It became extremely difficult to reach a decisive outcome in the war in Gaza and defeat Hamas as long as it had this link to external sources of supply, like Iran. In comparison, the IDF was able to defeat Hamas and other organizations in the West Bank in 2002, during Operation Defensive Shield, partly because their forces had no external source of supply. Israel continued to seal off the outer perimeter of the West Bank — the Jordan Valley — and did not pull out from this strategic area, as it had withdrawn from Philadelphi Route. As a result, the war in Gaza continued from the Disengagement until today, while no such armed conflict on a similar scale erupted in the West Bank.
There is a third issue that Ikle raises that sometimes keeps conflicts going for longer than they should: a pessimistic outlook in Western democracies has taken hold that guerrilla forces cannot be defeated. As a result many people tend to doubt the ability of their own armed forces to win modern wars and popular support for guerrilla conflicts tends to evaporate very quickly.
In Israel it is frequently stated that “only a political process can vanquish terrorism.” But what happens to “political solutions” when Israel confronts an organization like Hamas that is unwilling to compromise on its rigid ideology of muqawama and armed struggle against Israel?
Yaakov Amidror, who is now the National Security adviser, wrote a study showing that historically counterinsurgency wars have actually been won by the West when certain conditions were fulfilled.
Amidror reviewed the U.S. victory in the Philippines in 1954, the British victory in Malaya in 1952 and that in Oman in the 1970s as classic textbook cases. More recently there was the counterinsurgency campaign waged by General David Petraeus, who converted what looked like an American defeat in Western Iraq to a victory against al-Qaida in 2007.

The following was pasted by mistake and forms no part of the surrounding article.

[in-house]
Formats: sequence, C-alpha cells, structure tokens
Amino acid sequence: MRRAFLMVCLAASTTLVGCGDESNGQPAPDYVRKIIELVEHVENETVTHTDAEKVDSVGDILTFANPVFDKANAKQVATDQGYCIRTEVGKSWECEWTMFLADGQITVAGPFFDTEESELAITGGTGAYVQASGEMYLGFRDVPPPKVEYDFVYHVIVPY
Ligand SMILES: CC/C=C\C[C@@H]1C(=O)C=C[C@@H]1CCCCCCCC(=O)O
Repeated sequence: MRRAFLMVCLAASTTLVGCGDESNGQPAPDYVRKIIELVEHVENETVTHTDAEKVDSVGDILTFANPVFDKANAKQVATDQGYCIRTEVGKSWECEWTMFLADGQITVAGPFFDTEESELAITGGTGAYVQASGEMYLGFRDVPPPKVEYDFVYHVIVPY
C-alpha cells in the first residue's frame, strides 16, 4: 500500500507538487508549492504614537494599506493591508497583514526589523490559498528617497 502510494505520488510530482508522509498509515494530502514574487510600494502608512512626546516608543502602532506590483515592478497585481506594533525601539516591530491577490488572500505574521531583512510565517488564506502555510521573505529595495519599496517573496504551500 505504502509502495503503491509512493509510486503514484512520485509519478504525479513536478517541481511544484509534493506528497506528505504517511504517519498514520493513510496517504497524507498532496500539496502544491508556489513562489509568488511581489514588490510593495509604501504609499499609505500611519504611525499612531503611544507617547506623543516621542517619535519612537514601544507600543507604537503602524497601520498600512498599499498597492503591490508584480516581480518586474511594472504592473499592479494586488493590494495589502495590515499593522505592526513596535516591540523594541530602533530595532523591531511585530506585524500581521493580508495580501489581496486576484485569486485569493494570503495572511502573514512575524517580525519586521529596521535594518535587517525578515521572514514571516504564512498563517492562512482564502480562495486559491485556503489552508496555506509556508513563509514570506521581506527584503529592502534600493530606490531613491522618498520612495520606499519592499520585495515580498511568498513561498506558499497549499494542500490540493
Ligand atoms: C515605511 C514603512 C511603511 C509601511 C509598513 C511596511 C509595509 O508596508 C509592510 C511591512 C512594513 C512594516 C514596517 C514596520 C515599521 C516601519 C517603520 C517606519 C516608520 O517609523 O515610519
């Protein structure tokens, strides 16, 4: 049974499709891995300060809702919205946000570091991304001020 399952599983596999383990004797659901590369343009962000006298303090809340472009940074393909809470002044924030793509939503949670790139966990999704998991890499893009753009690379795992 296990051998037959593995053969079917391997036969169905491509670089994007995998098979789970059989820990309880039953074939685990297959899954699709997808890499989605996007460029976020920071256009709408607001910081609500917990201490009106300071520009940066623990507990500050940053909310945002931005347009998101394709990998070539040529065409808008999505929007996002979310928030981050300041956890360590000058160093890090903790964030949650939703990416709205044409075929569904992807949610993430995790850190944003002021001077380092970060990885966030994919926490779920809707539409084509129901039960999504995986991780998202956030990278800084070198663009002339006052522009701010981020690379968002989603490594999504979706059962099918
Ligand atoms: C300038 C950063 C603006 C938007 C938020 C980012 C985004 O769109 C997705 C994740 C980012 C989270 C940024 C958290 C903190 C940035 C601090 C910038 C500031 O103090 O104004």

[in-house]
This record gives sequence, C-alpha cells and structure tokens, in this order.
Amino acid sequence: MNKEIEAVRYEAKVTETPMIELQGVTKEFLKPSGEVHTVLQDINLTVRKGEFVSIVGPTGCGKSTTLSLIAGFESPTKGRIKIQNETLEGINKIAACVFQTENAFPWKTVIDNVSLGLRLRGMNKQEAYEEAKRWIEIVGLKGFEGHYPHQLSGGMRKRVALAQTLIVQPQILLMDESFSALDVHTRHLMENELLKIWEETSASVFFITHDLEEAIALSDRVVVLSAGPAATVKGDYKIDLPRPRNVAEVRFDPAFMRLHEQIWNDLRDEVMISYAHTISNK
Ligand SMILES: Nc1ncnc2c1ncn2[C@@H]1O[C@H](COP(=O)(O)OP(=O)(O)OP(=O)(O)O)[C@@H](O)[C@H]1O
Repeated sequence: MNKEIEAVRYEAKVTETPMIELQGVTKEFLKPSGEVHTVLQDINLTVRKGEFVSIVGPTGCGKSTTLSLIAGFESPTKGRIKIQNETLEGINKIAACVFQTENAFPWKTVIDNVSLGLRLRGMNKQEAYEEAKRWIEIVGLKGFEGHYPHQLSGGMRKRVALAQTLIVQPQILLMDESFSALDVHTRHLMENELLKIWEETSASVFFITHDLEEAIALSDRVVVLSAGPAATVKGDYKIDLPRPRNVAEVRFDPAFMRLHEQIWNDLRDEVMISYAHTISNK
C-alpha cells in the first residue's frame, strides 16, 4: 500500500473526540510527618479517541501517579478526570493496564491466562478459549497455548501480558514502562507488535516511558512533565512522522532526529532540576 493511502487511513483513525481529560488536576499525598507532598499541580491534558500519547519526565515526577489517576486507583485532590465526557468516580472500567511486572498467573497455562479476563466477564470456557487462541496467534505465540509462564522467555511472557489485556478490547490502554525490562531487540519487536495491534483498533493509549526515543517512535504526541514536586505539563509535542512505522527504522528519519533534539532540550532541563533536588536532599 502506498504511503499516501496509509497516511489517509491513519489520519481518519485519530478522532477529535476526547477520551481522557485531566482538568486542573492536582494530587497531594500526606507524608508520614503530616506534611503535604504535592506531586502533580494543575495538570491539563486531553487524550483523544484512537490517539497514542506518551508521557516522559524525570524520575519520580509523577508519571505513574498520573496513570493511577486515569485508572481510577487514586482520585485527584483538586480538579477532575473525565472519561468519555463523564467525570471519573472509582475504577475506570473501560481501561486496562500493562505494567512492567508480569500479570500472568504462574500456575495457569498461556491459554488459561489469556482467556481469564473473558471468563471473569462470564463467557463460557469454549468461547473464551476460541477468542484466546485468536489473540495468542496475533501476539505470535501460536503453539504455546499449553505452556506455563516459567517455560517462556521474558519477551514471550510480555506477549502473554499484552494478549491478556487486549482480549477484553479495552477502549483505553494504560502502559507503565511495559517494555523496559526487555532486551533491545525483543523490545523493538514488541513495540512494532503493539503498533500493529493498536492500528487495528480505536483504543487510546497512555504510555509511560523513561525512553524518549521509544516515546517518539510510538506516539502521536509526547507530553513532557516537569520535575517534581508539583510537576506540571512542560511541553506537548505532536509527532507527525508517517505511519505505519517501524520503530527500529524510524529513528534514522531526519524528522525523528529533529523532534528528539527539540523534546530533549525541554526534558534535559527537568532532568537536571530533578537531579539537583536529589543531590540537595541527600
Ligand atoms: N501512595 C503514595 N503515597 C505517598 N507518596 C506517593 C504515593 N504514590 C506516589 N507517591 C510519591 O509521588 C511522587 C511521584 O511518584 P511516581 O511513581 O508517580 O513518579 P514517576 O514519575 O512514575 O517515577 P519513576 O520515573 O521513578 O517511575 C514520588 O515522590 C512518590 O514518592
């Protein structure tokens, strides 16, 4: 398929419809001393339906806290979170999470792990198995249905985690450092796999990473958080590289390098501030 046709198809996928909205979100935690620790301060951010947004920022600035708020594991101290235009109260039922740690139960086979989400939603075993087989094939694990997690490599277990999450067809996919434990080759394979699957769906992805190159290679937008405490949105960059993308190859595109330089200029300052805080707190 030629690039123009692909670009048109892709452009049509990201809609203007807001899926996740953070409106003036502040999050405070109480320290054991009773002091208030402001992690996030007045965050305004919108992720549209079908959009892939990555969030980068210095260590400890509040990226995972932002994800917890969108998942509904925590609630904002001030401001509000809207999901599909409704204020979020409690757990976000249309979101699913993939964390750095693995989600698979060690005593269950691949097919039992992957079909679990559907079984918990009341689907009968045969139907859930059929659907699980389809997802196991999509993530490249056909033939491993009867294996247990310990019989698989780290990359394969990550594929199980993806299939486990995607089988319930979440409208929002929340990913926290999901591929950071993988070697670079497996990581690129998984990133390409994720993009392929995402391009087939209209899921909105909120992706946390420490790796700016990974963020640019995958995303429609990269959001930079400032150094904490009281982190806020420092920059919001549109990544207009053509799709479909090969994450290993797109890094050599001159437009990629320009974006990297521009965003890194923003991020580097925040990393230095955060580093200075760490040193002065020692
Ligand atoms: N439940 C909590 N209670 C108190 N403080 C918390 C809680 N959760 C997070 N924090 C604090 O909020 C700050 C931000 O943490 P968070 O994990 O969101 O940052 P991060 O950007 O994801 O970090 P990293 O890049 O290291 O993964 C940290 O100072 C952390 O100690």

What emerges from all these theoretical writings is the obvious point that wars against terrorism come to an end if they are won. But it is important to remember that victory is not achieved in these kinds of wars with a photograph of the enemy emerging from a bunker holding a white flag. In Operation Defensive Shield in 2002, as Amidror wrote, the wave of suicide bombings that the Palestinians employed against Israel came to an end. That result alone constituted a victorious outcome.
In the Gaza conflict we just had [Operation Pillar of Defense], the stated goal of military operations was to bring to an end the constant rocket fire on Israel by Hamas and other organizations which receive sanctuary in the territory Hamas controls.
If the cease-fire stabilizes in the weeks ahead, then the IDF will have achieved its stated goal. But to preserve what it has accomplished, Israel and the U.S. will have to put in place arrangements for the Philadelphi Route to prevent Iran from replacing all the weaponry that Israel has destroyed. Closing the outer perimeter to a territory where an insurgency war is being waged has been proven time and again to be a prerequisite for assuring stability in the long term.
Hamas escalated its rocket war on Israel in 2011 and especially in 2012, largely because it felt that the regional balance of power had changed with the outbreak of the Arab Spring and the rise of Islamist regimes, especially in Egypt, where the Muslim Brotherhood and the Salafists became the dominant political force. It did not feel regionally isolated any longer. The Hamas leadership assumed that it could attack Israel while hiding behind the protective umbrella of President Muhammad Morsi of Egypt and Prime Minister Erdoğan of Turkey.
Israel demonstrated that nothing would deter it from exercising its right to self defense, even in the era of the Arab Spring. Hamas miscalculated. Essentially, the Muslim Brotherhood in Egypt felt strongly that now was the time for it to consolidate its control on power and not to get drawn into the military adventurism of Hamas, despite the full ideological identification of the former with the latter. But this change appears to be tactical in nature.